Results Could Take Ten Days
It could be another week before more than 1,000 residents of Phelps, Kentucky know whether their household water is safe for human consumption.
A chemical spill last weekend at BBM, Inc., which killed fish along Peters Creek, has left consumers questioning the safety of their drinking water. This afternoon, the Kentucky Department for Environmental Protection said they did take samples of the contaminant and are “running tests to determine what it is”.
“Those tests take a week to ten days, normally,” said Lanny Brannock, spokesman for KDEP.
It is unknown how much of the mysterious chemical substance leaked into Peters Creek, but it caused a mile-long fish kill. Peters Creek flows into the Tug Fork of the Big Sandy River – and is upriver from a drinking-water intake.
“I really can’t speculate as to what it might have been,” Brannock said. “I haven’t been to the site and, while we don’t think it was a hazardous substance (according to someone who was at the site and has vast experience with these instances), it was in an unlabeled container and it’s unknown yet what it is.”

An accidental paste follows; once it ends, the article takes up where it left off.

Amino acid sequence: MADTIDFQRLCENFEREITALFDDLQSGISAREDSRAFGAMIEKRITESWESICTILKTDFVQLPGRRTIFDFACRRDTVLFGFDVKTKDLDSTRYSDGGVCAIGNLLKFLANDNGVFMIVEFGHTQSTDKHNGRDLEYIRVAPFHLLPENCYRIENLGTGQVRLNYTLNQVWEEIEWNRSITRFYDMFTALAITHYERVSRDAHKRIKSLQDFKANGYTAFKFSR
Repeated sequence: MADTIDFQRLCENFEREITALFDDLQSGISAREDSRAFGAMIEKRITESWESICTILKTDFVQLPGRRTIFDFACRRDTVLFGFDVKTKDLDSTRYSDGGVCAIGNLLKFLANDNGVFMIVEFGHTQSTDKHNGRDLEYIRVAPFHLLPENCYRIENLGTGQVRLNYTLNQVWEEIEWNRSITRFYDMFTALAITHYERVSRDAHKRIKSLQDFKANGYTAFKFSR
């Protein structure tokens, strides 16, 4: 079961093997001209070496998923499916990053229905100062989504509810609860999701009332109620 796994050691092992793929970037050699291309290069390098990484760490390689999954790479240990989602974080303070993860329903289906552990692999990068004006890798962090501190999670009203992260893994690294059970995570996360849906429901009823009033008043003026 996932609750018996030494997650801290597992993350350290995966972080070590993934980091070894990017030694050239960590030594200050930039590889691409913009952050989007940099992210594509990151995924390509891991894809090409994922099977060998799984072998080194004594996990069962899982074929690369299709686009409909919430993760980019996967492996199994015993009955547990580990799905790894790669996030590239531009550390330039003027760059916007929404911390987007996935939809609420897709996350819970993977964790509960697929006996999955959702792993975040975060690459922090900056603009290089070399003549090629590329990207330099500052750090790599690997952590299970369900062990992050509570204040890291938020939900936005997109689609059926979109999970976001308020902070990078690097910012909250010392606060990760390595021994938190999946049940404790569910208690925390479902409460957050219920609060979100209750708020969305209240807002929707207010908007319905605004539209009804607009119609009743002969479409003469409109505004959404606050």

The property owner is behind bars. In March of this year, former Kentucky State Rep. W. Keith Hall was sentenced to seven years in prison for bribing a state inspector and using his authority as an elected official to have that inspector assigned to Pike County coal mines where he overlooked environmental violations.
Further confusing the issue is the matter of the ownership of the chemicals.
“It’s our belief the chemicals are owned by former State Rep. Keith Hall, while his wife owns the property itself. We are working to verify these facts,” Brannock said.
The spill occurred Saturday afternoon at the vacant site when an unknown industrial substance leaked from unlabeled and deteriorating containers. State officials say there are 27 300-gallon totes remaining outside the building and 55 gallon drums and poly-tanks were inside.
Established in 2003, BMM, Inc. is listed as a company that handles chemicals and allied products – some sources call it a “mining company”